The Top 10: Unlikely things named after battles

A church, a car hire company, a colour and an apple

John Rentoul
Friday 18 October 2019 13:33
Comments
Wagamama: named after the fight between Coleen Rooney and Rebekah Vardy?
Wagamama: named after the fight between Coleen Rooney and Rebekah Vardy?

This started with a quiz question about Crimean-war-related headgear (balaclava), and escalated from there, thanks to Dmitri Seymour. I ruled out stations, roads and bridges (Austerlitz, Trafalgar, Waterloo and so on), although I was tempted to make an exception for Quatre Bras, a small road in Hexham, nominated by Emmabella Murray, which is named after a battle of 16 June 1815 – a prelude to Waterloo, which took place two days later.

1. Battle Abbey, and the town, Battle, East Sussex, on the presumed site of the battle of Hastings. Thanks to Henry Peacock, James Johns and John Peters.

2. Alamo. Battle fought in and around a Roman Catholic mission of that name during the Texan Revolution, 1836. Alamo Rent a Car was founded in Florida in 1974. From Robert Boston. There’s nothing in the company’s history page on its website about why the name was chosen.

3. Blenheim Orange. A variety of apple named after Blenheim in Oxfordshire, which took its name from Marlborough’s victory at the battle of Blenheim, 1704. Nominated by Thomas Penny.

4. Bomarsund, former mining village, Northumberland. The pit was sunk in 1854 and named after the Franco-British capture of a Russian fortress off the coast of Finland in the Crimean War. Thanks to Dan Jackson.

5. Batter of Bosworth, fish and chip shop in Market Bosworth, near the site of the War of the Roses battle of 1485. Nominated by Chris Skidmore, the universities minister.

6. Marathon. “Battle in 490 BC gave its name to the foot race over 26.2 miles. Many years later it became the name of a popular chocolate bar, which in 1990 was changed to Snickers,” said Robert Boston. Also nominated by Graham Kirby and Michael Barber.

7. The Kop end at Liverpool FC, after the battle of Spion Kop in the Boer War, in which the Lancashire Fusiliers fought. Best known of several football terraces known as the Kop. From Mark Ramsbottom, Steven Richards, Francis Jones and Michael Crick.

8. Magenta. An aniline dye patented in 1859 by Francois-Emmanuel Verguin, a French chemist, who originally called it fuchsine. It was renamed to celebrate the Italian-French victory at the battle fought between the French and Austrians on 4 June of that year, near the Italian town of Magenta in Lombardy. Thanks to Henry Peacock, William Barnes, Matthew Davis and Nick Reid.

9. Maida Vale in north London is named after the battle of Maida (pronounced my-eeda), or rather after a local pub named after a little-known victory by the British under Sir John Stuart over the French in Italy in 1806. Nominated by Allan Holloway.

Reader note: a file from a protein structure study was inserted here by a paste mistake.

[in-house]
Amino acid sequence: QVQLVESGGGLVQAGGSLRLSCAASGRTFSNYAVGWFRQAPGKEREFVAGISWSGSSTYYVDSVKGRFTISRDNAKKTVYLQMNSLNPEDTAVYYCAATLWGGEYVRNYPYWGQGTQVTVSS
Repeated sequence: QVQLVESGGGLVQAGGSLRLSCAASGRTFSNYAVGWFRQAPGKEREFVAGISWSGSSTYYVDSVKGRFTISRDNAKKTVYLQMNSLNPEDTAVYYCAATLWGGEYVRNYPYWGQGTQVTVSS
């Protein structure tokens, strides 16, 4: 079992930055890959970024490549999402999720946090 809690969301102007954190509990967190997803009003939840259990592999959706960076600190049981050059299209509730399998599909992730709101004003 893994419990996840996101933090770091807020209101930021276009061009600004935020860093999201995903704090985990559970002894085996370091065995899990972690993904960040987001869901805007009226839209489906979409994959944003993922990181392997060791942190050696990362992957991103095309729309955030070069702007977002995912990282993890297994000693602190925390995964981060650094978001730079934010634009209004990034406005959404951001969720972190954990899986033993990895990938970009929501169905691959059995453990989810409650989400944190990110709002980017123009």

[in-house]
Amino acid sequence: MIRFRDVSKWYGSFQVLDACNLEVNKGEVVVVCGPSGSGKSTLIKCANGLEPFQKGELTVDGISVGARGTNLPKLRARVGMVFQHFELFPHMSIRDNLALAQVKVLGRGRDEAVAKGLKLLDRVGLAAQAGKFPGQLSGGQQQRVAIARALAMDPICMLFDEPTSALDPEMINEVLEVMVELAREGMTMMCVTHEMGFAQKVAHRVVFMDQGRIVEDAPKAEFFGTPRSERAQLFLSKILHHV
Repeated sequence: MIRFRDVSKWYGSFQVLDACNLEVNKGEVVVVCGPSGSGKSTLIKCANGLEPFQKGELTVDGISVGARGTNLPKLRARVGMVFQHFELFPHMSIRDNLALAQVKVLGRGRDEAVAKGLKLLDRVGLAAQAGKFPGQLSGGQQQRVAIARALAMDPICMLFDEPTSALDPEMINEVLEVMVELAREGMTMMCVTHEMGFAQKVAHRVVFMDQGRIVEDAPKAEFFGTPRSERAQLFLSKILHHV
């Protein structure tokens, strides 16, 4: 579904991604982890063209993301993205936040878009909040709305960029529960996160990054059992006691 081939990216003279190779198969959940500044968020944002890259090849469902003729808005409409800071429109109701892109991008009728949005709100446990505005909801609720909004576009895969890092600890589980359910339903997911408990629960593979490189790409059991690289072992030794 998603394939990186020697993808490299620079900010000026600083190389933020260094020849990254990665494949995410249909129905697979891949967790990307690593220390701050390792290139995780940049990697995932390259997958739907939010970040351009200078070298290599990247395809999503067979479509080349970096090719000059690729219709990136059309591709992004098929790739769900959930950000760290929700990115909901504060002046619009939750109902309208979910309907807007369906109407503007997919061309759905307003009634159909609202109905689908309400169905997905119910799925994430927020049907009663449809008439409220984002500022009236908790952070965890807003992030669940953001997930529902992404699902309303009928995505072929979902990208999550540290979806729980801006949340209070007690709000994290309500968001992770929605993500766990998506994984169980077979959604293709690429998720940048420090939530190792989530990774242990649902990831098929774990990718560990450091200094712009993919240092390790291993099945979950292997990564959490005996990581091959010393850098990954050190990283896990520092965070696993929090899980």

10. Chicken Marengo. Victory for Napoleon over the Austrians at Marengo in Italy, 1800. One of Napoleon’s horses was also called Marengo – another was called Austerlitz. Thanks to Richard Bratby and many others.

Honourable mention for Henry Peacock, who was first to nominate the remarkable category of names given to people in honour of battles, mostly in the First World War, in which a relative died. These were mostly girls’ names, such as Sommeria, Arrasina, Verdunia, Monsalene and Dardanella, although Verdun was a surprisingly common boy’s name. Passchendaele, Cambrai, Ypres and Jutland also featured, more usually as middle names. More than 1,600 children were given names related to the Great War.

We could have had Plassey: Simon Levack said Robert Clive wanted his Irish peerage to be “Baron Clive of Plassey”, to commemorate his victory at the battle of Plassey in India, so he bought an estate in Ireland and renamed it. But it’s not there any more.

I ruled out mayonnaise, allegedly named after the Duc de Richelieu’s victory over the British at Port Mahon, Minorca, 1756, for which claim there is sadly no evidence.

There is always one, and this week it is Lee Donaghy, who nominated Britain. Sometimes there are two, and the second was Steve Anderson, who nominated Wagamama – named after the battle of Coleen Rooney and Rebekah Vardy.

Next week: “You haven’t thought that throughs”, after Flick Drummond the Tory former MP said Boris Johnson was “incredibly popular ... like the Pied Piper”. How does that story end?

Coming soon: TV series that changed lead part-way through, starting with Doctor Who.

Your suggestions please, and ideas for future Top 10s, to me on Twitter, or by email to top10@independent.co.uk

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